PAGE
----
Latest forecasts assess world olive oil production in 2015/16 at more than 2 500 000 t, placing it in between the levels of 2014/15 (2 287 000 t) and 2013/14 (3 244 000 t).
Heavy uncertainty hangs over the olive oil crop in Spain for 2015/16. Even so, it is expected to be more than 40 pc higher than in 2014/15. The past 12 months have seen complicated weather conditions and record temperatures during key phenological stages of the olive, says José María Penco, an agronomist with AEMO, the Spanish Association of Olive Municipalities. Coupled with a shortage of rainfall during the water year soon to end, these factors have generated uncertainty, particularly so in rainfed orchards, which initially looked poised to get off to a good start after the previous restful “off” year.
There are two approaches to predicting the next harvest, explains Penco. One is to conduct visual inspections and fruit counts on the ground in olive orchards. The other is to analyse the agro-climatic variables that affect fruit development from flowering until early September.
The AEMO expert confesses he has neither the means nor sufficient data for the field approach. For harvest predictions to be reliable, technical officers have to be strategically placed around the country and to apply a stringent measurement methodology. For the time being, he says, only the Regional Government of Andalusia has these means but it has not yet published any data.
In his opinion, all that can be said is that up to the end of July there was a huge difference between irrigated and rainfed olive orchards and large variations between areas, and even between farms, depending on how advanced flowering was when temperatures hit record levels in May. Going by the great heterogeneity among orchards on the ground, it can only be asserted that there will not be a bumper olive oil crop in 2015/16 although the harvest will be bigger than last season.
The second forecasting approach is very complex because numerous variables are involved and they are not uniform in all orchards. Even so, Penco outlines the most important milestones in the decisive phenological stages.
Starting conditions: Last season, Spain produced only 835 000 t of olive oil when its orchards have the potential to produce up to 1 800 000 t. This augurs well for the crop in 2015/16 because the olive’s alternate bearing pattern, particularly in rainfed orchards, means that an “off” year is followed by an “on” year with abundant flowering.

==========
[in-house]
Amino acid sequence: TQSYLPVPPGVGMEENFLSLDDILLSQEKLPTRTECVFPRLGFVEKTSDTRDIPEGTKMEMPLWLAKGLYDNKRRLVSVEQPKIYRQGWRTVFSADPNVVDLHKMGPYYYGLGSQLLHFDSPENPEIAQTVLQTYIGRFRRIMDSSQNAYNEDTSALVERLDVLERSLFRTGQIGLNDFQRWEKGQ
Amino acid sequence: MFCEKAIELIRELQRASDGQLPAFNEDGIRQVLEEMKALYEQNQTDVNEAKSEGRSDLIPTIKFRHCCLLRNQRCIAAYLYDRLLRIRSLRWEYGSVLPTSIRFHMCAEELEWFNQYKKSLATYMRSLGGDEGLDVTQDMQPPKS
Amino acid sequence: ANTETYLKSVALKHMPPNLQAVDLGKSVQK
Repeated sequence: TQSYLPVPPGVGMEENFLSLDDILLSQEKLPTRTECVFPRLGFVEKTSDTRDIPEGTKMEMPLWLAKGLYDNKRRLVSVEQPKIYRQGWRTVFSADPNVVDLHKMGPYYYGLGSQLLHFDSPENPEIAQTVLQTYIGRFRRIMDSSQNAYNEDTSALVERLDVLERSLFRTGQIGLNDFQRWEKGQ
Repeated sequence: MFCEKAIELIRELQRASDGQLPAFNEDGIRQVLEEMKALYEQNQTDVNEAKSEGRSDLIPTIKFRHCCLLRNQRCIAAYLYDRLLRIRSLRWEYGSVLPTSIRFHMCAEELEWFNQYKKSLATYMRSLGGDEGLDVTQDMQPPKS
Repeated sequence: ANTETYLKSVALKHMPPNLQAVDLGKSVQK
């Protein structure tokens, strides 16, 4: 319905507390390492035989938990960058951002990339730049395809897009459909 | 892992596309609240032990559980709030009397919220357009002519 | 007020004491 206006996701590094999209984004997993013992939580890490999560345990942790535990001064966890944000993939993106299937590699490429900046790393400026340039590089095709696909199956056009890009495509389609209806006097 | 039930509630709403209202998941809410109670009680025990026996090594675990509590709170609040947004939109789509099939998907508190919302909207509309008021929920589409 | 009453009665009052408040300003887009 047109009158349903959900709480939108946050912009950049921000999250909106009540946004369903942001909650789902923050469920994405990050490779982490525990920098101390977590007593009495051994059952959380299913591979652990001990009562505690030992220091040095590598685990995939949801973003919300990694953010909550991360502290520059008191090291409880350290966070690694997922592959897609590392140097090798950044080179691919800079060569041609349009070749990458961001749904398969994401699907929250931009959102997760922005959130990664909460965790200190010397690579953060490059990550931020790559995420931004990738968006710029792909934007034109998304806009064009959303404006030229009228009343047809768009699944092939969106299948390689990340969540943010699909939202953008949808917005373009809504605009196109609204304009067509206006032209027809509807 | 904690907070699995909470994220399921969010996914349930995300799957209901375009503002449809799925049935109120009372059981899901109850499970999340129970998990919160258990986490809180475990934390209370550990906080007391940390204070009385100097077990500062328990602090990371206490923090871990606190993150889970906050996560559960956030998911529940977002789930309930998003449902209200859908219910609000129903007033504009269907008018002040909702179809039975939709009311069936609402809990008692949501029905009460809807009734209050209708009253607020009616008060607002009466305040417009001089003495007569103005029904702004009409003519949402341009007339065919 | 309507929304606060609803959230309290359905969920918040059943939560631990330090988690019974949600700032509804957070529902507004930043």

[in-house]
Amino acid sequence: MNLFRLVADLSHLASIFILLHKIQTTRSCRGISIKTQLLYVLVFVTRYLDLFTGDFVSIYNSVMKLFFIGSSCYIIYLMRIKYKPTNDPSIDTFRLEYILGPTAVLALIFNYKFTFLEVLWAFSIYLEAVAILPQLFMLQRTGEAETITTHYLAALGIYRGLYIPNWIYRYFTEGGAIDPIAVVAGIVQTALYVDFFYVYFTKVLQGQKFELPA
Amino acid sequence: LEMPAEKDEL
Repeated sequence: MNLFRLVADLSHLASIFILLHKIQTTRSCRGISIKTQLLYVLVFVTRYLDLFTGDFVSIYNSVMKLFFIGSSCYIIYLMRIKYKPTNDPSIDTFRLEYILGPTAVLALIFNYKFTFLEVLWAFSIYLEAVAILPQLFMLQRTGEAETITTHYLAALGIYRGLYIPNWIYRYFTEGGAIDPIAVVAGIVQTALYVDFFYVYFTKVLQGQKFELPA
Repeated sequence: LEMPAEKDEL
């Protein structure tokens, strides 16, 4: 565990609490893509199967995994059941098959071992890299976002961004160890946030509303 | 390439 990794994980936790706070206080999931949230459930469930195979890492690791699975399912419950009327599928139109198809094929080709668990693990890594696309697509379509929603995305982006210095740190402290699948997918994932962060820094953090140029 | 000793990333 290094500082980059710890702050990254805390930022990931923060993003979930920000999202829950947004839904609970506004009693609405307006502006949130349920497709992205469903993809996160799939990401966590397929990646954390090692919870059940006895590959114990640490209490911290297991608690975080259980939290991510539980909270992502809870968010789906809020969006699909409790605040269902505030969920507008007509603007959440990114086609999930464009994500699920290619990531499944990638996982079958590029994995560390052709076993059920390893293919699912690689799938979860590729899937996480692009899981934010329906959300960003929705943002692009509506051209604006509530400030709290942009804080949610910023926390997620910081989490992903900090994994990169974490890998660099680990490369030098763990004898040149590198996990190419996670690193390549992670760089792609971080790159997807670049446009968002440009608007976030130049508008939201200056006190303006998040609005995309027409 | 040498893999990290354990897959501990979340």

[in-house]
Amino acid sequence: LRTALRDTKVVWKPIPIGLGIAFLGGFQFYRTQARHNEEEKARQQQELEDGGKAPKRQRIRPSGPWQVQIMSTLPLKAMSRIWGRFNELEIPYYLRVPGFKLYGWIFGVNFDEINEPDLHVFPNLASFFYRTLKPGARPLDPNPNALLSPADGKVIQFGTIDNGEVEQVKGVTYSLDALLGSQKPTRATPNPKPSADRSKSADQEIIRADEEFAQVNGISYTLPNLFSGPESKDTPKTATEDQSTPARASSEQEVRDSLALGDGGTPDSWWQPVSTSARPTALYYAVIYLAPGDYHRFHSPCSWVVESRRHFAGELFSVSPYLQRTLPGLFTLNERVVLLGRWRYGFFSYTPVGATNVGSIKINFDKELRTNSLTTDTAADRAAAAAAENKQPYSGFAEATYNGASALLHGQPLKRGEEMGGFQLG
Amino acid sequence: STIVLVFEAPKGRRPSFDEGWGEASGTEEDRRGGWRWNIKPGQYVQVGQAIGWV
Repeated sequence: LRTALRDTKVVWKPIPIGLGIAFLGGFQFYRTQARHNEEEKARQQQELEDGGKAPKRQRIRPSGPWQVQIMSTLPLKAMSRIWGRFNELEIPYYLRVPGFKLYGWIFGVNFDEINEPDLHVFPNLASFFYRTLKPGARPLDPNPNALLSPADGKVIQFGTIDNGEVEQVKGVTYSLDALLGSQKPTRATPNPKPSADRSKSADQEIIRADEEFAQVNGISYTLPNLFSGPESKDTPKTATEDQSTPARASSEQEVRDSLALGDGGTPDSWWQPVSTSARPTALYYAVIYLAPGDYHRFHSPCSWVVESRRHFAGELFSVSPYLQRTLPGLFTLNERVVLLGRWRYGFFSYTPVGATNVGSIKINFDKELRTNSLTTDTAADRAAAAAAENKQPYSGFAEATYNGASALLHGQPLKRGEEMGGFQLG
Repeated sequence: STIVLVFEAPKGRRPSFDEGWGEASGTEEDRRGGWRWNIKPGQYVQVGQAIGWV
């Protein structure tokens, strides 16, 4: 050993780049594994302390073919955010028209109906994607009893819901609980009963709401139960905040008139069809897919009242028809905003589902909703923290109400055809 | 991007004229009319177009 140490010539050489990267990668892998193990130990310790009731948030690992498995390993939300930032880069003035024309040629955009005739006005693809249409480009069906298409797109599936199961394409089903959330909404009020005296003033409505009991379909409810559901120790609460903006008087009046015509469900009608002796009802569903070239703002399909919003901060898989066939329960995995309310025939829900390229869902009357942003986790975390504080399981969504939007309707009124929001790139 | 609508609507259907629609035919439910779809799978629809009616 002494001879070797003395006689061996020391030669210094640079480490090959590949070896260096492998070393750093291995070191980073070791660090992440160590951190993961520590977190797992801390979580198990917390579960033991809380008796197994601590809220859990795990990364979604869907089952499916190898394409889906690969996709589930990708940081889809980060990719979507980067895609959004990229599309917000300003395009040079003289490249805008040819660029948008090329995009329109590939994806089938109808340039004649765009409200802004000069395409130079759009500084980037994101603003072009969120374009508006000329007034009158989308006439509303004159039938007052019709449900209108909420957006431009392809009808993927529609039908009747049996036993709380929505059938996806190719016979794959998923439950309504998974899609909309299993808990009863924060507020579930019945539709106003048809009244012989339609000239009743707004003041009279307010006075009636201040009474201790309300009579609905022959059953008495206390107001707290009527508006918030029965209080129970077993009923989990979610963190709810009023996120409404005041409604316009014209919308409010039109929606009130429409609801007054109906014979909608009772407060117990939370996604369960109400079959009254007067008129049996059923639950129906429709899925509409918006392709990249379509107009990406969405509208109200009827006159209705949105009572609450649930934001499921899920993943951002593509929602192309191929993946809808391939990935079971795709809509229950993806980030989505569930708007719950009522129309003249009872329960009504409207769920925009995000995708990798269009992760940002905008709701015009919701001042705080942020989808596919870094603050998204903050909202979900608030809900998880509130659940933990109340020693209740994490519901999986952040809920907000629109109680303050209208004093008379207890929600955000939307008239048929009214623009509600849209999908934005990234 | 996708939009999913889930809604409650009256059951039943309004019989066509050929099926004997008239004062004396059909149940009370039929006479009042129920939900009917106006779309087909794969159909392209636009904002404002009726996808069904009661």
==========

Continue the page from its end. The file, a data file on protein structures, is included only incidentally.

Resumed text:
Precipitation: Mean precipitation in Spain’s olive growing areas is down by 30 pc, in other words the water year has been dry. Rainfall was low in the autumn-winter of 2014 and this year’s spring was quite dry too. As a result, soil moisture is low or even very low in some areas. All eyes will be trained on the rainfall in late summer and early autumn, which is vital for oil formation and the completion of fruit growth.
Temperatures: Penco mentions two crucial moments:
– Around 12 May, when the trees were flowering, temperatures rose to all-time highs in most of Andalusia’s olive orchards. The temperatures of close to 40º C impacted differently on districts, depending on whether or not the trees were in full bloom. Damage was on a smaller scale when the olive fruits had been set for at least 15 days. This was the case in areas such as Cadiz, Seville or southern Cordoba where this process takes place earlier. However, in Jaen, the hub of Andalusian olive cultivation, air pollen density coincided fully with a week of maximum temperatures (see chart on the right). So, temperature damage during flowering has been dissimilar, even inside the same province, depending on the phenological stage of the flowers/olive fruits.
– Weather was very harsh in areas of southern Spain in the month of July when temperatures of 40º C were recorded for more than 20 days, and longer in some cases. This was particularly harmful to the olives that had not yet completed the stone hardening stage and which withered before cell proliferation was over. Some of this fruit has fallen from the trees; the rest remains on the trees but has fewer oil-forming cells. Here again a distinction has to be made between rainfed and irrigated olive orchards and the phenological stage reached on each orchard at the beginning of July.
In short, concludes the AEMO technical officer, the forecasts for the next olive oil harvest are shrouded in uncertainty with many, complex variables in play. Some work in favour of the harvest but most –the weather variables – work against it. Depending on precipitation in the month of September, Penco reckons that olive oil production will reach 1 200 000 t at the most. It is also worth noting that the 2015/16 season will open with stocks at one of their lowest levels. Market concern is translating into high prices (see prices section).
This situation is aggravated by the weakness of the euro vis-à-vis the dollar. If it persists, it will lead to another year where world consumption goes down. This is not good news because winning back consumers always takes time whereas a bumper world crop can appear on the scene all of a sudden.
Photo by Olio Officina
International Olive Council